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Fans Arrive at Fabletics in Plano at 4 a.m. to Meet Their Idol, Demi Lovato

Demi Lovato in one of her designs for Fabletics.
Demi Lovato in one of her designs for Fabletics. Kathy Tran
Young men and women are waiting outside Fabletics in Plano's Legacy West. The line wraps around the surrounding buildings. Some have been waiting since the wee hours of the morning, hoping their early arrival will improve their chances of meeting their idol, pop star Demi Lovato.

The Texas native visited the store Saturday afternoon to promote her new workout line in partnership with the athleisure brand. She’s inside talking to press while her fans mingle and wait for the doors to open. When they do, they'll get to meet Lovato — if they buy $50 in Fabletics merchandise.

Lovato’s fans are not children anymore. They're young adults who have grown up with Lovato. They are spending their own money and making their own decisions.

Valerie Gossett, 24, and Shayla Stone, 21, are the first two in line. They showed up at 4 a.m.

“My parents used to record her episodes of Barney,” Stone says. “So I feel like I’ve grown up with her. I’m a suicidal person, so her words have helped me. She’s one of us. I just think she’s phenomenal.”

Lovato has been outspoken about depression, anxiety, bullying and eating disorders, which she has experienced both in and out of the spotlight. Lovato says her workout line looks good on all body types. She encourages everyone to work out because of its mental health benefits.

“I realized that [working out] helped my mind more so than it was helping anything else." – Demi Lovato

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“It was really when I started to address my mental health issues [that] it started to become second nature to me,” she says. “I realized that it helped my mind more so than it was helping anything else. I mean, it was obviously helping my stamina and my body, but my mind is really the most impactful thing that made a difference.”

Lovato knows how difficult it is to make the first step toward the gym when managing depression or anxiety. She says 80 percent of working out is just putting on your shoes and getting to the gym.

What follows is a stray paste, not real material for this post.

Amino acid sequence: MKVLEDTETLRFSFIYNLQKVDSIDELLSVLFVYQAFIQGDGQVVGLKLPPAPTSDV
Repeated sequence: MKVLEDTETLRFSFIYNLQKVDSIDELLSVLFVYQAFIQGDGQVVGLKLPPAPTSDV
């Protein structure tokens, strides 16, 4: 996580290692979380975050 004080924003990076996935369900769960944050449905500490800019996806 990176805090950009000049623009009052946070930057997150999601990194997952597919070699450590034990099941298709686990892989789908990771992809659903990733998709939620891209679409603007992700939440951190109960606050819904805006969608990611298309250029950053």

“If you can do that, then once you’re there, you’re most likely going to work out and do it,” she says. “It’s just a matter of making it a priority and making sure you go to bed on time so you can get up in the morning to go work out.”

Brittany Castaneda, 23; Trinity Wilson, 20; and Susannah Lerch, 19; were next in line to meet Lovato. Castaneda was there alone and met Wilson and Lerch while waiting.

Wilson says Lovato’s faith impresses her the most.

“Did you see her on Snapchat?” she asks Castaneda and Lerch. “She was praying with her band before a show. I just love that she’s so grounded in her faith and that she trusts God.”

For Lerch, it’s Lovato’s body confidence.

“We all struggle with self-esteem,” Lerch says, “but to have a million cameras pointed at you all the time and then people constantly Photoshopping you, I’m sure that’s hard.”

Lovato’s body confidence is a main factor in her Fabletics line, she says.

“I think that it’s awesome that we get to make clothing that looks great on everybody and it makes you feel good, too,” Lovato says. “The materials, everything, the cuts of the clothing is awesome. And I just love that a portion of the proceeds go to Girl Up [a United Nations foundation aimed at helping girls transform their communities], which is a very empowering initiative.”

If someone you know exhibits warning signs for suicide, call the National Suicide Prevention Lifeline at 800-273-8233.

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Paige Skinner has written for the Dallas Observer since 2014.
Contact: Paige Skinner

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